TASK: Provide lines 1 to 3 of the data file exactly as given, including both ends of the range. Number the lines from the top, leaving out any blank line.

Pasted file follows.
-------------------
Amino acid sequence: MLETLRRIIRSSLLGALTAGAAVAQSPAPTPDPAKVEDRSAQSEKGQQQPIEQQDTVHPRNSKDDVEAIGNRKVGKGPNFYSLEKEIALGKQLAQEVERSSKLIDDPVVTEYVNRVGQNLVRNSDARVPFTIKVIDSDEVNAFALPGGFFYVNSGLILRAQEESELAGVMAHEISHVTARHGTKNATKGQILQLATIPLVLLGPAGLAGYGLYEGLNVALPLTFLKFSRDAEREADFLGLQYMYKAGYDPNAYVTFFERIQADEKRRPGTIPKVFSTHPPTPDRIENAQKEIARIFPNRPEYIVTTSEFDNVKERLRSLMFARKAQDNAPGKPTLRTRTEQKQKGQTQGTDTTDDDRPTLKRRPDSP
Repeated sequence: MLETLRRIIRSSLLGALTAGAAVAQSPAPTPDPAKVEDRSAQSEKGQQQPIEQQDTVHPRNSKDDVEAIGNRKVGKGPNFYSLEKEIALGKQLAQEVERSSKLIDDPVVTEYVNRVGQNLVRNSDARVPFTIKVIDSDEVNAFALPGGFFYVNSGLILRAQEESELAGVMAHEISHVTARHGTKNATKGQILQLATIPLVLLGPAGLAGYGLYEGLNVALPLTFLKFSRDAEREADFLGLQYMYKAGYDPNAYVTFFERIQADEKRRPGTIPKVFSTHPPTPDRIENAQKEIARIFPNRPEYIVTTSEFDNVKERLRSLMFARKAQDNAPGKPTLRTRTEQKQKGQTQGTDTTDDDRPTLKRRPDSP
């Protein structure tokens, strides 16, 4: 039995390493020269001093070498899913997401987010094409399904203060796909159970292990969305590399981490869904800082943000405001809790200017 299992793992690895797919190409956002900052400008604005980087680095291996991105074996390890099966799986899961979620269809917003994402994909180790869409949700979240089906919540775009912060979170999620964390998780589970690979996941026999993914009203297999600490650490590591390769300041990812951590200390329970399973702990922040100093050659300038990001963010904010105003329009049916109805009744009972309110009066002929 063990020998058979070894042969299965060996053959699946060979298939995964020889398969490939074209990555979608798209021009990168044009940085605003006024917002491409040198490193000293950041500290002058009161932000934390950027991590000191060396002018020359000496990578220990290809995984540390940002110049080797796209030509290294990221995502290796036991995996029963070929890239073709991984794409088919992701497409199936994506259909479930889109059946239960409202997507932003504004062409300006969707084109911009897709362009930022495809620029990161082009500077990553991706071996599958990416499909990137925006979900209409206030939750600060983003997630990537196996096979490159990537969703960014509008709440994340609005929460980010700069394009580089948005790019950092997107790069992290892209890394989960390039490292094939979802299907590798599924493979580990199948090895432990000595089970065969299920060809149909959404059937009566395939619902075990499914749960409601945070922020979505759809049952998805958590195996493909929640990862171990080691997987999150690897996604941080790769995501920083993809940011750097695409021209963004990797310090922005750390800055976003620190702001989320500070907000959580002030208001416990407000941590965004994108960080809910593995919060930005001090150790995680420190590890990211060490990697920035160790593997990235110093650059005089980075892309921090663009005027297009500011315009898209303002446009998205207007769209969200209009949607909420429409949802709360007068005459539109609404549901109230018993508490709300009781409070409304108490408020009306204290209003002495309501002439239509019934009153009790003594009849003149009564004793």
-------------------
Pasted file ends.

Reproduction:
Amino acid sequence: MLETLRRIIRSSLLGALTAGAAVAQSPAPTPDPAKVEDRSAQSEKGQQQPIEQQDTVHPRNSKDDVEAIGNRKVGKGPNFYSLEKEIALGKQLAQEVERSSKLIDDPVVTEYVNRVGQNLVRNSDARVPFTIKVIDSDEVNAFALPGGFFYVNSGLILRAQEESELAGVMAHEISHVTARHGTKNATKGQILQLATIPLVLLGPAGLAGYGLYEGLNVALPLTFLKFSRDAEREADFLGLQYMYKAGYDPNAYVTFFERIQADEKRRPGTIPKVFSTHPPTPDRIENAQKEIARIFPNRPEYIVTTSEFDNVKERLRSLMFARKAQDNAPGKPTLRTRTEQKQKGQTQGTDTTDDDRPTLKRRPDSP
Repeated sequence: MLETLRRIIRSSLLGALTAGAAVAQSPAPTPDPAKVEDRSAQSEKGQQQPIEQQDTVHPRNSKDDVEAIGNRKVGKGPNFYSLEKEIALGKQLAQEVERSSKLIDDPVVTEYVNRVGQNLVRNSDARVPFTIKVIDSDEVNAFALPGGFFYVNSGLILRAQEESELAGVMAHEISHVTARHGTKNATKGQILQLATIPLVLLGPAGLAGYGLYEGLNVALPLTFLKFSRDAEREADFLGLQYMYKAGYDPNAYVTFFERIQADEKRRPGTIPKVFSTHPPTPDRIENAQKEIARIFPNRPEYIVTTSEFDNVKERLRSLMFARKAQDNAPGKPTLRTRTEQKQKGQTQGTDTTDDDRPTLKRRPDSP
């Protein structure tokens, strides 16, 4: 039995390493020269001093070498899913997401987010094409399904203060796909159970292990969305590399981490869904800082943000405001809790200017 299992793992690895797919190409956002900052400008604005980087680095291996991105074996390890099966799986899961979620269809917003994402994909180790869409949700979240089906919540775009912060979170999620964390998780589970690979996941026999993914009203297999600490650490590591390769300041990812951590200390329970399973702990922040100093050659300038990001963010904010105003329009049916109805009744009972309110009066002929 063990020998058979070894042969299965060996053959699946060979298939995964020889398969490939074209990555979608798209021009990168044009940085605003006024917002491409040198490193000293950041500290002058009161932000934390950027991590000191060396002018020359000496990578220990290809995984540390940002110049080797796209030509290294990221995502290796036991995996029963070929890239073709991984794409088919992701497409199936994506259909479930889109059946239960409202997507932003504004062409300006969707084109911009897709362009930022495809620029990161082009500077990553991706071996599958990416499909990137925006979900209409206030939750600060983003997630990537196996096979490159990537969703960014509008709440994340609005929460980010700069394009580089948005790019950092997107790069992290892209890394989960390039490292094939979802299907590798599924493979580990199948090895432990000595089970065969299920060809149909959404059937009566395939619902075990499914749960409601945070922020979505759809049952998805958590195996493909929640990862171990080691997987999150690897996604941080790769995501920083993809940011750097695409021209963004990797310090922005750390800055976003620190702001989320500070907000959580002030208001416990407000941590965004994108960080809910593995919060930005001090150790995680420190590890990211060490990697920035160790593997990235110093650059005089980075892309921090663009005027297009500011315009898209303002446009998205207007769209969200209009949607909420429409949802709360007068005459539109609404549901109230018993508490709300009781409070409304108490408020009306204290209003002495309501002439239509019934009153009790003594009849003149009564004793």